Things haven't gone too well for Spider-Man since his last meeting with Kraven the Hunter, where Kraven scored a TKO against the wall-crawler and declared victory before leaving the scene of their battle. Since then, Spidey has searched for Kraven to no avail; unfortunately, in the meantime, he's picked up a nasty bug, and been forced to take on a new menace to the city who's as ruthless and deadly as his predecessor.
There's a new Vulture in town, and it's Blackie Drago, a former resident of the big house along with the original Vulture--a man on his deathbed, but who passed along the location of his flying suit to Drago before learning that Drago had double-crossed him. With a risky escape, Drago secured the suit and evaded pursuit--and after plunging into his new criminal career and engaging in a series of daring crimes in the city with impunity, he made sure that Spider-Man, debilitated from illness, would not survive to interfere with his plans again.
And with Spider-Man out of the way, who's left to deal with the new Vulture?
Riding high after what he considers to be a decisive victory against Spider-Man, Kraven is not at all pleased at the Vulture swooping in (so to speak) and stealing his thunder. It's unclear whether or not he believes the Vulture to be the same criminal he knew as part of the Sinister Six, though he doesn't seem to care one way or the other, does he? You have to wonder if he'd react the same if it were Electro or Doc Ock getting all this press, instead. The Six held no love for each other by the time they'd been rounded up, so it's understandable if Kraven feels their ties have been long since severed.
At any rate, he's not likely to defer to the Vulture out of any sense of group loyalty anytime soon.
Kraven actually goes a few more rounds with Rajah in this scene, but you probably get the drift in this condensed version. Suffice to say that Rajah is probably the only tiger that prefers to remain in its cage.
But what about Spider-Man? Was Drago right in thinking the web-slinger was done for? Well, it becomes clear that the medical profession has it all wrong. Apparently there's nothing like a brutal beating, a multi-story fall, and exposure to freezing cold to put someone under the weather on the road to recovery.
Drago is also feeling a lot better following the battle, resuming his life of airborne crime and believing that there's now no one to stop him, to say nothing of the rep he'll have at polishing off the likes of Spider-Man. Though Drago doesn't realize that there's someone who knows exactly how he feels in that regard--someone who plans to make sure Drago understands that this town isn't big enough for both of them.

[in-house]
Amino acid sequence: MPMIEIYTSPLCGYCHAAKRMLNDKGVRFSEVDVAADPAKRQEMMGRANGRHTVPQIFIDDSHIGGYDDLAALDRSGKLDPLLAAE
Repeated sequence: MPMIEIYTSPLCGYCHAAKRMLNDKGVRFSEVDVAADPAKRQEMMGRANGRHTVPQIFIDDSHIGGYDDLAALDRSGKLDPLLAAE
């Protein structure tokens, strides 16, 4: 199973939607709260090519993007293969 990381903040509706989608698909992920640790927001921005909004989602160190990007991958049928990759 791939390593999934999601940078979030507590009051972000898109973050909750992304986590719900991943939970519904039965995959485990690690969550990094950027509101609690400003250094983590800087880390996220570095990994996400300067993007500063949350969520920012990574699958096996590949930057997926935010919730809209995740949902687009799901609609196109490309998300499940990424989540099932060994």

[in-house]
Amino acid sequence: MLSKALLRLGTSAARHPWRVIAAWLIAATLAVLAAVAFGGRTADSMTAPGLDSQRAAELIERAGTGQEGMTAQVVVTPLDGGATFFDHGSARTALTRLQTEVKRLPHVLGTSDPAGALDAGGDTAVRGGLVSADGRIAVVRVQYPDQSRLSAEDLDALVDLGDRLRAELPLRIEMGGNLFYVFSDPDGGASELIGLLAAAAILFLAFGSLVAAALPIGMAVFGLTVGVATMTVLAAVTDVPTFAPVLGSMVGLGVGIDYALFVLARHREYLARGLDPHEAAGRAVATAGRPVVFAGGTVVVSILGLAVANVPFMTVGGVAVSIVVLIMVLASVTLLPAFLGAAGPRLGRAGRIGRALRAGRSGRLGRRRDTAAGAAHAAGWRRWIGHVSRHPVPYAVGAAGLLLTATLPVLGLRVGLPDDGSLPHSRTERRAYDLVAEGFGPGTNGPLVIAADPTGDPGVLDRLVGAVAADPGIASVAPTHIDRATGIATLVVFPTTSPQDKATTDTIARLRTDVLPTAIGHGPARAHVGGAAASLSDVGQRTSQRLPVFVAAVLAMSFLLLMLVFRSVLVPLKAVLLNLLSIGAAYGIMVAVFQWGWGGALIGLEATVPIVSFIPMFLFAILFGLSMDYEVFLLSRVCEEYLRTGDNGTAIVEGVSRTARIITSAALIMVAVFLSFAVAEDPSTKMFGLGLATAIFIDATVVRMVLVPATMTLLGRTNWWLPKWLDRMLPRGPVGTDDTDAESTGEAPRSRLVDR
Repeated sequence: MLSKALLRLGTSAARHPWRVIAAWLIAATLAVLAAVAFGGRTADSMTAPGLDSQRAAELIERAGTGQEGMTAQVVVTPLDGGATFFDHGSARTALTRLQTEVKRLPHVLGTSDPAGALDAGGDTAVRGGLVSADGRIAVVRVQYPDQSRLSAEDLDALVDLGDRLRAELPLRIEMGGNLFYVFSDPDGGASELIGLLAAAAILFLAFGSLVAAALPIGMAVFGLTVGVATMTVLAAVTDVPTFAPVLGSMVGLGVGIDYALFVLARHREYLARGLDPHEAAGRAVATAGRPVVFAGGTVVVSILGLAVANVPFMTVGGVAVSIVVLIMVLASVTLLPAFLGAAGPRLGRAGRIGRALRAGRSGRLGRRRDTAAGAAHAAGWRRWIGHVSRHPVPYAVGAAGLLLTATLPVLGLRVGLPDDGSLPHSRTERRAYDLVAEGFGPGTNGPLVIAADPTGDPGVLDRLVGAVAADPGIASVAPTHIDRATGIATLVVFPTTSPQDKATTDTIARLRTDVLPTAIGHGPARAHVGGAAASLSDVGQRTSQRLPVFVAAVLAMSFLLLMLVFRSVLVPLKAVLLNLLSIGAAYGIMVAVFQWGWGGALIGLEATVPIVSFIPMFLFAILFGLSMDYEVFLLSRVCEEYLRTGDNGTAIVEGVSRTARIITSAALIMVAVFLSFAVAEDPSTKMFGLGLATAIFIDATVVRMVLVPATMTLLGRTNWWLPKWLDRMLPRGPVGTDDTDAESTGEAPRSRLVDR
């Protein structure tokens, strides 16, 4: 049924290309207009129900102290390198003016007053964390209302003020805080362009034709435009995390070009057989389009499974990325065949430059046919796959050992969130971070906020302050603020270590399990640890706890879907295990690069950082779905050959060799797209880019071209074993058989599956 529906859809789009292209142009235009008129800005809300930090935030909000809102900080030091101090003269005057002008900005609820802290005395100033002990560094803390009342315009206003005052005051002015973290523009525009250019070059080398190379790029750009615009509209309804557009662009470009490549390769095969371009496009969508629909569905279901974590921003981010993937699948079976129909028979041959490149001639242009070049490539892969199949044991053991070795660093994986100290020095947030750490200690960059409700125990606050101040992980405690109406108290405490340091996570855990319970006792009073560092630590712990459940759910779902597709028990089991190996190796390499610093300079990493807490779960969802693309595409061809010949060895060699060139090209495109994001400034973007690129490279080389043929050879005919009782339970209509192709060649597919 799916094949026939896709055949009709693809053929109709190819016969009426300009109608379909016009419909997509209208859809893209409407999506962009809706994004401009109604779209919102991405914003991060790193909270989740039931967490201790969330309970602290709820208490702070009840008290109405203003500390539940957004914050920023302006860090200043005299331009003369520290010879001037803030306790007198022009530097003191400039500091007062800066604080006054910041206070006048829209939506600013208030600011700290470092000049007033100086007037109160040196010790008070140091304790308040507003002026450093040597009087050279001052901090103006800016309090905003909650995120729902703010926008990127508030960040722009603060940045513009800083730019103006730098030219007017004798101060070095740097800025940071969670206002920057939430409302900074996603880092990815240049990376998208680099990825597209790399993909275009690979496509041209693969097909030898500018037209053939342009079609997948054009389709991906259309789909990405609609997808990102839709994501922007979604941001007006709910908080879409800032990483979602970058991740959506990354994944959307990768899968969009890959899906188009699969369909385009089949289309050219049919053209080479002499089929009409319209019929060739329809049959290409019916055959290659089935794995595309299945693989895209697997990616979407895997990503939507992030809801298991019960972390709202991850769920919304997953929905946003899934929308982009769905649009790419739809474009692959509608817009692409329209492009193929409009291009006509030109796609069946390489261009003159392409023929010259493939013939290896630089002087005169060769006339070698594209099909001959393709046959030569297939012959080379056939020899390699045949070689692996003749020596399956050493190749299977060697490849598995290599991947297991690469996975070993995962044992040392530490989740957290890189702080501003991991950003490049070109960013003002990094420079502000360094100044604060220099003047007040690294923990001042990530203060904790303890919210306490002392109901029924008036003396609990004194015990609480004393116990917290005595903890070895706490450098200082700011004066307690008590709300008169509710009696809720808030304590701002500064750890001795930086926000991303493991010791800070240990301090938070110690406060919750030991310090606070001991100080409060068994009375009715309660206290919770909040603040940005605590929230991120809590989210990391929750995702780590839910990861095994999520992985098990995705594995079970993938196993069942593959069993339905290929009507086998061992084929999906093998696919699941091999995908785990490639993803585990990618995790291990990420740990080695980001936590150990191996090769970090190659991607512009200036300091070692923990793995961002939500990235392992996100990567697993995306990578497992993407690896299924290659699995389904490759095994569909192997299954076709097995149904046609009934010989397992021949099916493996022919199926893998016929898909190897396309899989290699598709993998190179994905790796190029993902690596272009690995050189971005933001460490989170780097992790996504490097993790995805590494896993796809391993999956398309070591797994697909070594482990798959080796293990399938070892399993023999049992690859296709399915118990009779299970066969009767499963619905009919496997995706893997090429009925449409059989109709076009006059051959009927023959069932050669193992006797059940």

But what about the title character of this mag? Is he just going to sit this one out? Far from it--writer Stan Lee, knowing when to shift fortunes for his characters, has orchestrated Spider-Man in back-to-back defeats by both Kraven and the Vulture, but now plans to satisfy the book's readers by shifting things back in the character's favor. And for that to happen, Peter Parker must first shake off both his illness and his injuries, faster than you can say "J. Jonah Jameson."
(Who needs a fancy video transceiver or direct line to SHIELD to alert you to trouble when you've got a transistor radio next to your bed and a frantic newscaster breaking in with "BULLETIN!"?)
As for Kraven, he has the Vulture just where he wants him--falling into a carefully laid trap in a man-made jungle exposition area that Kraven has netted over to prevent his foe from flying to safety. The Vulture will have to "wing it" in close quarters--but both men are going to have unexpected company.
It's interesting to see that Spider-Man has chosen not to wait out the fight between Kraven and the Vulture and then move in to settle up with the man left standing--instead coming on like gangbusters and taking on both of them at once. It's consistent with his from-the-hip character, particularly since he owes each of these men--and as Lee likely understands, it's bound to satisfy Spider-Man's fans who no doubt enjoy seeing the character bounce back and clean house.
So far, Spider-Man has done a good job of pivoting from one villain to the other--but it's inevitable that one of them proposes that they team up against him. (Correct me if I'm wrong, but weren't they already battling him?) But in another delightful twist, Spidey makes use of a weapon he knows from experience that Kraven is likely to resort to.
One down, one to go--and it makes sense that Kraven is the one for Spider-Man to put down, since in this environment Kraven has the "home field" advantage. For Spider-Man to score a solid win, for himself and for his readers, he has to defeat Kraven on the Hunter's terms--and that he will do unquestionably.
There certainly won't be any, er, beating around the bush from Kraven on this one, with talk about how Spider-Man "escaped" him during their last fight. This was a clean knockout, as clean as it gets. Blackie Drago, however, can look forward to some additional payback from his suit's previous owner, who cheats death and makes clear to Drago in no uncertain terms that only the original Vulture will be seen in the skies.
As for Kraven, he's chosen to lick his wounds and salvage his pride by turning his attention to someone else--and a very natural, well-balanced clash at that.
Attaboy, Kraven! For you (to paraphrase "Green Acres"), the Savage Land is the place to be!